Former Liberal Democrat MP Sir Simon Hughes has said knowledge that his private information was unlawfully obtained “went to the top in The Sun” after accepting “substantial” damages from the newspaper’s publisher.
Sir Simon sued News Group Newspapers (NGN), the publisher of The Sun and the now-defunct News Of The World, for misuse of private information and breach of confidence in 2019.
The former MP, who represented Bermondsey and Old Southwark over a 32-year period until 2015, claimed “he had been the victim of unlawful information-gathering by various journalists and executives at The Sun”, the High Court heard on Thursday.
Sir Simon also claimed that information about his sexuality was unlawfully obtained by journalists working for The Sun in 2006, shortly before the newspaper published a front-page story “exposing his sexuality”.
NGN has now agreed to pay Sir Simon “substantial” damages and his legal costs, but made no admission of liability in relation to The Sun.
David Sherborne, representing Sir Simon, told the court that journalists working for The Sun had “obtained details from his itemised phone bill, including the telephone numbers of his friends and colleagues”.
Mr Sherborne told the court that call data relating to Sir Simon’s home telephone had been sent to a number of journalists and editors at The Sun, which “deeply troubled and shocked” him.
In 2006, Sir Simon was told by one of The Sun’s journalists that the newspaper had “obtained evidence of his private telephone calls and invited him to agree to accept that he had had homosexual relationships”, the court heard.
Sir Simon believed that The Sun would publish the story with or without his agreement and “felt he had no choice but to co-operate”, Mr Sherborne said.
The former MP now believes this “private and sensitive information was obtained through unlawful information-gathering techniques and was used with the knowledge and approval of key senior executives at the newspaper”, the court heard.
Speaking outside the Rolls Building in London after the hearing, Sir Simon said the settlement represented “the end of a long saga of events”.
He said: “People’s private lives should be people’s private lives and the media, no matter how important the organisation, how big the newspaper, should not be entitled to unlawfully obtain information that is not in the public domain and is not anything other than private.
“In this case, we know that it was not just private investigators but we know it went to the top in The Sun – senior editorial people, senior people at the top were clearly involved.”
Sir Simon added: “We have got to make sure that people obey the law and the people in this case did not obey the law.”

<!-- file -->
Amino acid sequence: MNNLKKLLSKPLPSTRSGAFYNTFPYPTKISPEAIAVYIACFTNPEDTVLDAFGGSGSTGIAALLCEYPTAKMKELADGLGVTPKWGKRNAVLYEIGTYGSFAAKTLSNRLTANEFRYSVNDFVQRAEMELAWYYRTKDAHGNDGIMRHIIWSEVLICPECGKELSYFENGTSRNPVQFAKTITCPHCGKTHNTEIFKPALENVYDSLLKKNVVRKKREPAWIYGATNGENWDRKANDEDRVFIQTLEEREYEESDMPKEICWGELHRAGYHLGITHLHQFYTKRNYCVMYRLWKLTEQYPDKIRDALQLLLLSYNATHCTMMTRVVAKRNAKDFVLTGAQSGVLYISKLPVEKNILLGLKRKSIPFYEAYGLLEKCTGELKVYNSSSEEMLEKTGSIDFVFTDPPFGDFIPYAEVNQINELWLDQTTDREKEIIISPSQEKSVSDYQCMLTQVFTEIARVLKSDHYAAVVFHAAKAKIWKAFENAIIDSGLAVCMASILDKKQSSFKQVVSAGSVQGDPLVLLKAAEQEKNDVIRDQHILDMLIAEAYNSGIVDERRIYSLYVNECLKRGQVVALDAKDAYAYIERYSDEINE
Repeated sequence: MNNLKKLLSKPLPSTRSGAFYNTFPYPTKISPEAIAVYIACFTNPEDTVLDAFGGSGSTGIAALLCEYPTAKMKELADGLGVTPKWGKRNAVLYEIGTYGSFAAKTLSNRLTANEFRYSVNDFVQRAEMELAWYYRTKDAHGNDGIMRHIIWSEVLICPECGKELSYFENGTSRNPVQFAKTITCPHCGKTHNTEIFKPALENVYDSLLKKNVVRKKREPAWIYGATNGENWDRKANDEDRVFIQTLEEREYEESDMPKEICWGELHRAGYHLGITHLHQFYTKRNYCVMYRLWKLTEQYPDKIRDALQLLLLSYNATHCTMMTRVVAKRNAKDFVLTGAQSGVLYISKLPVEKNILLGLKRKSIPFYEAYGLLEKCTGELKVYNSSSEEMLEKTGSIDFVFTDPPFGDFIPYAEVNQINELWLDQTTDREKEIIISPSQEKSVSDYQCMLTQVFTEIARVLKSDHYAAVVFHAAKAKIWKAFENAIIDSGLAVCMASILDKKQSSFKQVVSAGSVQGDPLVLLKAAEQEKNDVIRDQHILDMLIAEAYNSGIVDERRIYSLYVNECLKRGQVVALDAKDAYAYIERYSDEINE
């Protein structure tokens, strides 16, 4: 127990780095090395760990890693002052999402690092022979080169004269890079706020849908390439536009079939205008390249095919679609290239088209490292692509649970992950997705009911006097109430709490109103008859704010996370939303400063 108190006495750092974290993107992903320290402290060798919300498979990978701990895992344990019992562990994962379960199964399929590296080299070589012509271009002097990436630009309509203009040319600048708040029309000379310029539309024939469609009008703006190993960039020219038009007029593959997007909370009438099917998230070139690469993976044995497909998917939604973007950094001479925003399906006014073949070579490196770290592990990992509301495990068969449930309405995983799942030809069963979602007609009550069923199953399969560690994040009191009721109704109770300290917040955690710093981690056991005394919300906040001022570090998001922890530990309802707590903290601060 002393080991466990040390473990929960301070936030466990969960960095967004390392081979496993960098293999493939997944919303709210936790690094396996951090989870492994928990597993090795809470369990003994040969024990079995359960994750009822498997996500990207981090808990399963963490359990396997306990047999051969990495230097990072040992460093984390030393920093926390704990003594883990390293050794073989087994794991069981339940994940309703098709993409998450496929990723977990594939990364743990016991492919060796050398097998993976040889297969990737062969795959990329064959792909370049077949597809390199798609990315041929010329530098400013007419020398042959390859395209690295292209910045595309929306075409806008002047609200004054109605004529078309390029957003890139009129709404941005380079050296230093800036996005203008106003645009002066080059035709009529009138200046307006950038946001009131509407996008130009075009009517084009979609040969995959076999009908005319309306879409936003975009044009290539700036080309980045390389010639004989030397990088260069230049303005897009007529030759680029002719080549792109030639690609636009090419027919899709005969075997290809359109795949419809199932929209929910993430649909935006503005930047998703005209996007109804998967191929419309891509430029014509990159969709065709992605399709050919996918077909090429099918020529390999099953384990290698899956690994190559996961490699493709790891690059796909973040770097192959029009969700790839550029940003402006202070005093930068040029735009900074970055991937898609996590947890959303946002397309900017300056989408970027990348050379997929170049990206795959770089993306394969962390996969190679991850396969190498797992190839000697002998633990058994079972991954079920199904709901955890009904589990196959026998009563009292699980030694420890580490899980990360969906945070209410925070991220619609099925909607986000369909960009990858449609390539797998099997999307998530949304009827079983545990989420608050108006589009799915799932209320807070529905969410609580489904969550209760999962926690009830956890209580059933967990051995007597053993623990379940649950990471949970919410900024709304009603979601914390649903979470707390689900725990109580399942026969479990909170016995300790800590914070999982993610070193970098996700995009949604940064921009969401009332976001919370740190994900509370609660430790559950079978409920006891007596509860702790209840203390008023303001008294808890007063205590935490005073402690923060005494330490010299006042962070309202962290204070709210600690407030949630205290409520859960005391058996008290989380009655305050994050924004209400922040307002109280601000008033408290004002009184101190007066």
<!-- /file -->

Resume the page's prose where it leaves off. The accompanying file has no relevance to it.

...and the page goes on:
Asked if he thought Rebekah Brooks, who was editor of The Sun in 2006, knew about how his private information was obtained, Sir Simon said: “I have been very clear that we have not named names, but it is clear from all I have seen that it went to the top of The Sun.
“I think I will have to leave you to draw your own conclusions about that.”
Former Men Behaving Badly actress Caroline Quentin, TV presenter Melinda Messenger, model Paul Sculfor and actress Anouska de Georgiou have also settled claims against NGN, the High Court heard on Thursday.
In a statement, Ms Messenger said she was “so pleased to have put this chapter to a close”.
“The invasion of my privacy by NGN has caused me considerable distress over the years and put a great strain on my personal relationships,” she added.
Ms de Georgiou said: “I am delighted that NGN has apologised for the very serious invasion of privacy which caused me great distress at the time and resulted in the breakdown of several of my close friendships, some of which were broken beyond repair because of the mistrust caused by NGN’s unlawful actions.”
Mr Sculfor said: “NGN, without doubt, damaged my relationships and career.
“In particular, it published a vicious and intrusive story relating to my private struggle with addiction which I had not even discussed with my family.
“I have now been sober for 16 years and founded the Stride Foundation which provides support to those affected by addiction.
“I am delighted to have now obtained justice and to put my suspicions as to NGN’s stories behind me.”
Mr Justice Fancourt was told that Coronation Street stars Rupert Hill and Jennifer Hill, who is professionally known as Jennifer Platt, had also agreed to accept damages from NGN for phone-hacking.
NGN made no admission of liability in relation to The Sun in respect of any of the claims which were settled on Thursday.